I have 4 images that I scanned and saved as TIFF using my 4 in 1 desktop scanner/printer thing.

I drew all the images myself by hand using the same pen, so the originals are quite consistent.

When I open the files in GIMP, the levels are not consistent from one image to the next. If I put them side by side, they don't look like they belong together. Some "black" lines are darker than others, and some white backgrounds have more noise. I tried adjusting the levels manually on each image and that improved the individual image quality, but there is still variation amongst the set.How can I use GIMP to (hopefully) batch adjust the levels so they are consistent with each other again?

I realise that the problem probably comes from the scanner itself, but I've looked at the settings and can't see how to fix it there, so I'm hoping to be able to fix it after the fact.

Any suggestions?


1 Answer 1


Definetelly your scanner software is trying to run some "auto" thing by itself. You should really try to turn that off.

There is no easy way to make then consistent again but for trial and error. Becasue white and black level are not the only thing there, but How steep is the Value curve from light to dark - which affects line width directly, and also how "smooth" it looks.

I'd say "levels" is not the tool for this job - you should use GIMP's Curves tool instead (edit->curves). You can even transition from the Levels dialog, once you've got a good preset to start with to the curves dialog by pressing the corresponding button on the levels. This way you could work only on the curves' slopes to get your desired look.

Again, check if there are third party software to use your scanner - your scanner driver seems to be "too smart" and letting too little control to the user. If you are on Windows, you could even try getting some Linux (Linuxes can boot from pendrives or virtual machines, no need to mess with your setup). Since Linux is another O.S., and with little support from the hardware manufacturers, all drivers are made from the ground-up in a consistent way across devices, and don't pull control away from the user.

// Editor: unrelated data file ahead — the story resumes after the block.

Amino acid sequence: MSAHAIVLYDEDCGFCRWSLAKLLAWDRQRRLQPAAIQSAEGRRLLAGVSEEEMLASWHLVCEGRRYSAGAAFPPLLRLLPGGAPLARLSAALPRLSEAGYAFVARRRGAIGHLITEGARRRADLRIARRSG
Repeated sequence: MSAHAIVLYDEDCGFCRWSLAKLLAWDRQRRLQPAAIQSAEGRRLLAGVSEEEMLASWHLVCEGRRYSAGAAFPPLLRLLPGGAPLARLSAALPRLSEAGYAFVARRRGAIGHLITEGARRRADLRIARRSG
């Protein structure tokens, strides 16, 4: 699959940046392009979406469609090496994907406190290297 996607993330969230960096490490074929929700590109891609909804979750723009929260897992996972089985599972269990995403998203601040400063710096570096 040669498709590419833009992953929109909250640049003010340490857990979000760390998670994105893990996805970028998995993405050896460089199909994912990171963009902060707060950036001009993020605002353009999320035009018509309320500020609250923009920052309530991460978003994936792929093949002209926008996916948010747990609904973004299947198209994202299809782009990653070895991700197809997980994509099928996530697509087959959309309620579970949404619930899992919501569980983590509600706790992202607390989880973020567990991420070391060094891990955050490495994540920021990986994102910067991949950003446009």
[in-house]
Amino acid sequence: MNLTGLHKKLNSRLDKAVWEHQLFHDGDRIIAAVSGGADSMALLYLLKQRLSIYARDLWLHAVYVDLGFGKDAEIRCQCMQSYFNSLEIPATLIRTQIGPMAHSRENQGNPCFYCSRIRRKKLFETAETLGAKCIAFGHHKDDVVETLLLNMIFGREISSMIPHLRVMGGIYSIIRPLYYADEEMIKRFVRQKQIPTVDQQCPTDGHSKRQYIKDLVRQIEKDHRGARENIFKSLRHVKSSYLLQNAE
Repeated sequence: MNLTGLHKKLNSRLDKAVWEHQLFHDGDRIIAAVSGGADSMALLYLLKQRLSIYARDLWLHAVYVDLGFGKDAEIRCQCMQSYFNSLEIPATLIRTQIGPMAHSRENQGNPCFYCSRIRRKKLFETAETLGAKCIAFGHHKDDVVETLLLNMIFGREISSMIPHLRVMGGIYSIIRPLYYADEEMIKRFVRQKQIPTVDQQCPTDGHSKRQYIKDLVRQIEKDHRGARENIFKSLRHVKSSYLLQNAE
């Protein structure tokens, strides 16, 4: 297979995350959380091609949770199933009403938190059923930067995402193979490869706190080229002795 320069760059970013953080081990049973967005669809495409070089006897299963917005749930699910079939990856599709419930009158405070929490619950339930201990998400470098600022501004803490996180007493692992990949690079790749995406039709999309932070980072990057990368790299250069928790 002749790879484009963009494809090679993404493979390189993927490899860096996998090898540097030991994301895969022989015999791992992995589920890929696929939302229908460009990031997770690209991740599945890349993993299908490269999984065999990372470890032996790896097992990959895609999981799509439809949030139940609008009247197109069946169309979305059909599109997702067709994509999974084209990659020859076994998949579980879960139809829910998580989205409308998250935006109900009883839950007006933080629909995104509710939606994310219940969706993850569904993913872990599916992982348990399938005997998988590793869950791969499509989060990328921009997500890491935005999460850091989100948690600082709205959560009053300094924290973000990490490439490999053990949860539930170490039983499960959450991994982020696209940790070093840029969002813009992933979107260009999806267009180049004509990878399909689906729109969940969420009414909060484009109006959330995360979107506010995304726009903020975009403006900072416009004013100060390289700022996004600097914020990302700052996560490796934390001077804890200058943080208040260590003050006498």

• 2
    Thanks @jsbueno Curves worked well for me, and when I realised I can save a curve profile, I was able to apply it to the other images as well. Still not perfect due to the scanner factor, but it was a better result than I got by playing with the levels. RE the scanner, it's not attached to the computer directly and scans onto a USB stick. All it's drivers are internal and I have no idea how to deal with that short of finding a way to flash the printer itself and I think that is too drastic. Cheers. Aug 25, 2015 at 23:36
  • If the drawings are really important and should be very consistent (eg for use in a professional project) I'd advise you to get them scanned by a professional, such as a decent copy center or printer. Chances are they'll have some experience with this kind of thing...
    – PieBie
    Aug 26, 2015 at 13:17

Your Answer

By clicking “Post Your Answer”, you agree to our terms of service and acknowledge you have read our privacy policy.

Not the answer you're looking for? Browse other questions tagged or ask your own question.